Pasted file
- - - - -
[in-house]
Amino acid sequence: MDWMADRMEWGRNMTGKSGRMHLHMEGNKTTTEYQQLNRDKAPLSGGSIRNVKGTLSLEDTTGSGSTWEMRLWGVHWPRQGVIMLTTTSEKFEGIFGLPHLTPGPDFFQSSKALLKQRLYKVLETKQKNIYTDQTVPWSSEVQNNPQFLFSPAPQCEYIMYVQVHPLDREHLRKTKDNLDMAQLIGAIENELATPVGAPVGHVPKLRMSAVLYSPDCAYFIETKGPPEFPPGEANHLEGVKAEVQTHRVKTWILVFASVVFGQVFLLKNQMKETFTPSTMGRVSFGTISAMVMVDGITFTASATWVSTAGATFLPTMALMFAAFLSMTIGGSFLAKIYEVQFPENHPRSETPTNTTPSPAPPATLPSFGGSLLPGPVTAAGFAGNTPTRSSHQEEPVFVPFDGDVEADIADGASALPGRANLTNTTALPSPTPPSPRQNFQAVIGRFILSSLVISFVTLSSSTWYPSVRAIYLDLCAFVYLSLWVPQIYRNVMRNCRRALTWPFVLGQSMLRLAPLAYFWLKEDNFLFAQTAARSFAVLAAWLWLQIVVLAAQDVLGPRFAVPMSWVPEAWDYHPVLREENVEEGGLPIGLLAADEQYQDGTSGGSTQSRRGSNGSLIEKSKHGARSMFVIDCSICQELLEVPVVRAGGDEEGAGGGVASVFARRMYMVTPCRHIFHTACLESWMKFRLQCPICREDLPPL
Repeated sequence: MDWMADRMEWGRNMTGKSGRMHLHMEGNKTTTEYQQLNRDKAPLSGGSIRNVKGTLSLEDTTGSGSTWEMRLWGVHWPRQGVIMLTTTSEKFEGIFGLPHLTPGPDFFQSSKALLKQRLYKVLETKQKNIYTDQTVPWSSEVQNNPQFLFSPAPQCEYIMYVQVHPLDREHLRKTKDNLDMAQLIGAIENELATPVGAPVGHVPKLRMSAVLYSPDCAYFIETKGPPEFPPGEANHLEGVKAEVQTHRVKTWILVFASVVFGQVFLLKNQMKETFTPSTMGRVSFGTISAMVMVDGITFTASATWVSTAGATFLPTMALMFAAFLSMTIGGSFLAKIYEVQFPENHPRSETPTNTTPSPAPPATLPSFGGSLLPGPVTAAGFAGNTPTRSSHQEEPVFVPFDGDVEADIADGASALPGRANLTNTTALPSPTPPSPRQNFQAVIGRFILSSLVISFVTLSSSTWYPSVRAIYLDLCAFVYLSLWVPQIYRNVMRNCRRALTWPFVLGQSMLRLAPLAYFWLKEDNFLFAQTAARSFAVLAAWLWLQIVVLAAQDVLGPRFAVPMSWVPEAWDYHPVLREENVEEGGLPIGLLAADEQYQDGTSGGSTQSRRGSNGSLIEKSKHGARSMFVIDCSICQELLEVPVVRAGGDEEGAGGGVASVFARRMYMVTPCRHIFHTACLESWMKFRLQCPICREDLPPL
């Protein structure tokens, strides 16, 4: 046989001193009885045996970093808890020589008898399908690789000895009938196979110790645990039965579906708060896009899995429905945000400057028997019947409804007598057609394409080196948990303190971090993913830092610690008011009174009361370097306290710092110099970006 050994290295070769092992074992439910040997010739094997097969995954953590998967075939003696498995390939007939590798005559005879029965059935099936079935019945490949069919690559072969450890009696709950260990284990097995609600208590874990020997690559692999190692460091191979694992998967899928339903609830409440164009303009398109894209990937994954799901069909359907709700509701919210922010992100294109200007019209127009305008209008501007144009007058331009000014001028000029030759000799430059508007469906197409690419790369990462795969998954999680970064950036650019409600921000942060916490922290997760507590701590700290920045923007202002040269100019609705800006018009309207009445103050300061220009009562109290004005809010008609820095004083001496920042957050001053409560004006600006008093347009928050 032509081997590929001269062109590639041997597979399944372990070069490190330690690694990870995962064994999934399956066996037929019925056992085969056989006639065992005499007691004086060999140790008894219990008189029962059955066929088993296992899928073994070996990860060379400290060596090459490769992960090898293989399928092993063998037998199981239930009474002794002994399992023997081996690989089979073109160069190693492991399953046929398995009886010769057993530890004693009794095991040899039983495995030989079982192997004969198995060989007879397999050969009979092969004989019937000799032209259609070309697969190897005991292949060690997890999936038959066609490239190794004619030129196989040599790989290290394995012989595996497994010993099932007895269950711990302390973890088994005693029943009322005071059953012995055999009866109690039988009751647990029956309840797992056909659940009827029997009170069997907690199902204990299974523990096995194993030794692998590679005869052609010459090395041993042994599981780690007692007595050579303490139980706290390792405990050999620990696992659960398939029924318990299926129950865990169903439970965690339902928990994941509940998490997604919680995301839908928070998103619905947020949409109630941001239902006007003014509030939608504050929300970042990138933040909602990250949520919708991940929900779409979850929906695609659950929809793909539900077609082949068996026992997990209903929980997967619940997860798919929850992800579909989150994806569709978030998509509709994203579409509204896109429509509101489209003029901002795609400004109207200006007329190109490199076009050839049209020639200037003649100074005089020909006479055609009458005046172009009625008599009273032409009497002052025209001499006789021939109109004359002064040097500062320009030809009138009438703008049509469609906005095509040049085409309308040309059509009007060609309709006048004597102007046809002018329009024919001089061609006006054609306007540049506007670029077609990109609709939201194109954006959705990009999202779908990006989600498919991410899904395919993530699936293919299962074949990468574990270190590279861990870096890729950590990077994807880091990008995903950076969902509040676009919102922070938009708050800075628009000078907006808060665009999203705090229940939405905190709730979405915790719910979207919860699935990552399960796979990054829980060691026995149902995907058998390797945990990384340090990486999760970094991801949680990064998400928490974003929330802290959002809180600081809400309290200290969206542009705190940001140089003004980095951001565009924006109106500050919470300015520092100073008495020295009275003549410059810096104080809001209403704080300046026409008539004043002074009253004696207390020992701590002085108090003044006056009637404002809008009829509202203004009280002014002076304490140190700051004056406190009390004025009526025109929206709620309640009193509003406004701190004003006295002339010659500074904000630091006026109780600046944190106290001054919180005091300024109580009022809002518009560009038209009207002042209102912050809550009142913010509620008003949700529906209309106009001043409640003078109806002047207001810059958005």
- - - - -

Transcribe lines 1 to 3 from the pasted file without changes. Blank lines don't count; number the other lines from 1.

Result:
[in-house]
Amino acid sequence: MDWMADRMEWGRNMTGKSGRMHLHMEGNKTTTEYQQLNRDKAPLSGGSIRNVKGTLSLEDTTGSGSTWEMRLWGVHWPRQGVIMLTTTSEKFEGIFGLPHLTPGPDFFQSSKALLKQRLYKVLETKQKNIYTDQTVPWSSEVQNNPQFLFSPAPQCEYIMYVQVHPLDREHLRKTKDNLDMAQLIGAIENELATPVGAPVGHVPKLRMSAVLYSPDCAYFIETKGPPEFPPGEANHLEGVKAEVQTHRVKTWILVFASVVFGQVFLLKNQMKETFTPSTMGRVSFGTISAMVMVDGITFTASATWVSTAGATFLPTMALMFAAFLSMTIGGSFLAKIYEVQFPENHPRSETPTNTTPSPAPPATLPSFGGSLLPGPVTAAGFAGNTPTRSSHQEEPVFVPFDGDVEADIADGASALPGRANLTNTTALPSPTPPSPRQNFQAVIGRFILSSLVISFVTLSSSTWYPSVRAIYLDLCAFVYLSLWVPQIYRNVMRNCRRALTWPFVLGQSMLRLAPLAYFWLKEDNFLFAQTAARSFAVLAAWLWLQIVVLAAQDVLGPRFAVPMSWVPEAWDYHPVLREENVEEGGLPIGLLAADEQYQDGTSGGSTQSRRGSNGSLIEKSKHGARSMFVIDCSICQELLEVPVVRAGGDEEGAGGGVASVFARRMYMVTPCRHIFHTACLESWMKFRLQCPICREDLPPL
Repeated sequence: MDWMADRMEWGRNMTGKSGRMHLHMEGNKTTTEYQQLNRDKAPLSGGSIRNVKGTLSLEDTTGSGSTWEMRLWGVHWPRQGVIMLTTTSEKFEGIFGLPHLTPGPDFFQSSKALLKQRLYKVLETKQKNIYTDQTVPWSSEVQNNPQFLFSPAPQCEYIMYVQVHPLDREHLRKTKDNLDMAQLIGAIENELATPVGAPVGHVPKLRMSAVLYSPDCAYFIETKGPPEFPPGEANHLEGVKAEVQTHRVKTWILVFASVVFGQVFLLKNQMKETFTPSTMGRVSFGTISAMVMVDGITFTASATWVSTAGATFLPTMALMFAAFLSMTIGGSFLAKIYEVQFPENHPRSETPTNTTPSPAPPATLPSFGGSLLPGPVTAAGFAGNTPTRSSHQEEPVFVPFDGDVEADIADGASALPGRANLTNTTALPSPTPPSPRQNFQAVIGRFILSSLVISFVTLSSSTWYPSVRAIYLDLCAFVYLSLWVPQIYRNVMRNCRRALTWPFVLGQSMLRLAPLAYFWLKEDNFLFAQTAARSFAVLAAWLWLQIVVLAAQDVLGPRFAVPMSWVPEAWDYHPVLREENVEEGGLPIGLLAADEQYQDGTSGGSTQSRRGSNGSLIEKSKHGARSMFVIDCSICQELLEVPVVRAGGDEEGAGGGVASVFARRMYMVTPCRHIFHTACLESWMKFRLQCPICREDLPPL